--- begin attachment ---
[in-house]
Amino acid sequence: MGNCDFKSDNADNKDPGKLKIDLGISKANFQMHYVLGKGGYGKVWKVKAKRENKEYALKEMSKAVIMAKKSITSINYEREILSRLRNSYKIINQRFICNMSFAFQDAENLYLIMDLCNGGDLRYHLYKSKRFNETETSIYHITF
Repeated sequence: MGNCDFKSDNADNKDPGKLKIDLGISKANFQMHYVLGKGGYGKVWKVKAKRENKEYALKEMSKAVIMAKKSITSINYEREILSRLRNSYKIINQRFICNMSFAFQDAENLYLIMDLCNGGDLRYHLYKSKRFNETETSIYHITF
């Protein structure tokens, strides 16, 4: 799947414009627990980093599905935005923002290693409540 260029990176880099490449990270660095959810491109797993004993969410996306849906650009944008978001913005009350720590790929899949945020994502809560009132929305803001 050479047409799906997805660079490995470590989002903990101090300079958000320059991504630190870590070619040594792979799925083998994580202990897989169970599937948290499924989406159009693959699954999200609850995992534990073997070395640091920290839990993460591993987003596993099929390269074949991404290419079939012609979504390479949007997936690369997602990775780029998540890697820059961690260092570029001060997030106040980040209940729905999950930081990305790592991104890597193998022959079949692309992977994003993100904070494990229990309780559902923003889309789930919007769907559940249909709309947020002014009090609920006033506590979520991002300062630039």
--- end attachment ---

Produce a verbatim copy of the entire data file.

[in-house]
Amino acid sequence: MGNCDFKSDNADNKDPGKLKIDLGISKANFQMHYVLGKGGYGKVWKVKAKRENKEYALKEMSKAVIMAKKSITSINYEREILSRLRNSYKIINQRFICNMSFAFQDAENLYLIMDLCNGGDLRYHLYKSKRFNETETSIYHITF
Repeated sequence: MGNCDFKSDNADNKDPGKLKIDLGISKANFQMHYVLGKGGYGKVWKVKAKRENKEYALKEMSKAVIMAKKSITSINYEREILSRLRNSYKIINQRFICNMSFAFQDAENLYLIMDLCNGGDLRYHLYKSKRFNETETSIYHITF
């Protein structure tokens, strides 16, 4: 799947414009627990980093599905935005923002290693409540 260029990176880099490449990270660095959810491109797993004993969410996306849906650009944008978001913005009350720590790929899949945020994502809560009132929305803001 050479047409799906997805660079490995470590989002903990101090300079958000320059991504630190870590070619040594792979799925083998994580202990897989169970599937948290499924989406159009693959699954999200609850995992534990073997070395640091920290839990993460591993987003596993099929390269074949991404290419079939012609979504390479949007997936690369997602990775780029998540890697820059961690260092570029001060997030106040980040209940729905999950930081990305790592991104890597193998022959079949692309992977994003993100904070494990229990309780559902923003889309789930919007769907559940249909709309947020002014009090609920006033506590979520991002300062630039």